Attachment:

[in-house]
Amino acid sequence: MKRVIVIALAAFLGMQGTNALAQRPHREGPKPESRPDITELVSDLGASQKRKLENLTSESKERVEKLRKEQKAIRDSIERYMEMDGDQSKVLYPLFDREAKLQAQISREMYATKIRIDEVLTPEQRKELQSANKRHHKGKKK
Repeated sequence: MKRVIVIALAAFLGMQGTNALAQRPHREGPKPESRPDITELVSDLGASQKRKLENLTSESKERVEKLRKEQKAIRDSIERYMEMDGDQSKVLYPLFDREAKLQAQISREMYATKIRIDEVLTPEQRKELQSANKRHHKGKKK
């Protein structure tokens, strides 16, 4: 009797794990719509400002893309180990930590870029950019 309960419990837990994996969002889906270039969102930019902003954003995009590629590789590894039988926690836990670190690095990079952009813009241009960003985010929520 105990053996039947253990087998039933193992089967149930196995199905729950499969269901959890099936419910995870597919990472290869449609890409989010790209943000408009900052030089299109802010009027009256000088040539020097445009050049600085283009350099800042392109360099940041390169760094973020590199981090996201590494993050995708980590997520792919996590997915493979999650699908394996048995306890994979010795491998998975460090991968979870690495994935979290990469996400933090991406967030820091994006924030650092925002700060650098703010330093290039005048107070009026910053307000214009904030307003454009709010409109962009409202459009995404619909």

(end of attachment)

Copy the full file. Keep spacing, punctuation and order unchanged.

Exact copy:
[in-house]
Amino acid sequence: MKRVIVIALAAFLGMQGTNALAQRPHREGPKPESRPDITELVSDLGASQKRKLENLTSESKERVEKLRKEQKAIRDSIERYMEMDGDQSKVLYPLFDREAKLQAQISREMYATKIRIDEVLTPEQRKELQSANKRHHKGKKK
Repeated sequence: MKRVIVIALAAFLGMQGTNALAQRPHREGPKPESRPDITELVSDLGASQKRKLENLTSESKERVEKLRKEQKAIRDSIERYMEMDGDQSKVLYPLFDREAKLQAQISREMYATKIRIDEVLTPEQRKELQSANKRHHKGKKK
């Protein structure tokens, strides 16, 4: 009797794990719509400002893309180990930590870029950019 309960419990837990994996969002889906270039969102930019902003954003995009590629590789590894039988926690836990670190690095990079952009813009241009960003985010929520 105990053996039947253990087998039933193992089967149930196995199905729950499969269901959890099936419910995870597919990472290869449609890409989010790209943000408009900052030089299109802010009027009256000088040539020097445009050049600085283009350099800042392109360099940041390169760094973020590199981090996201590494993050995708980590997520792919996590997915493979999650699908394996048995306890994979010795491998998975460090991968979870690495994935979290990469996400933090991406967030820091994006924030650092925002700060650098703010330093290039005048107070009026910053307000214009904030307003454009709010409109962009409202459009995404619909």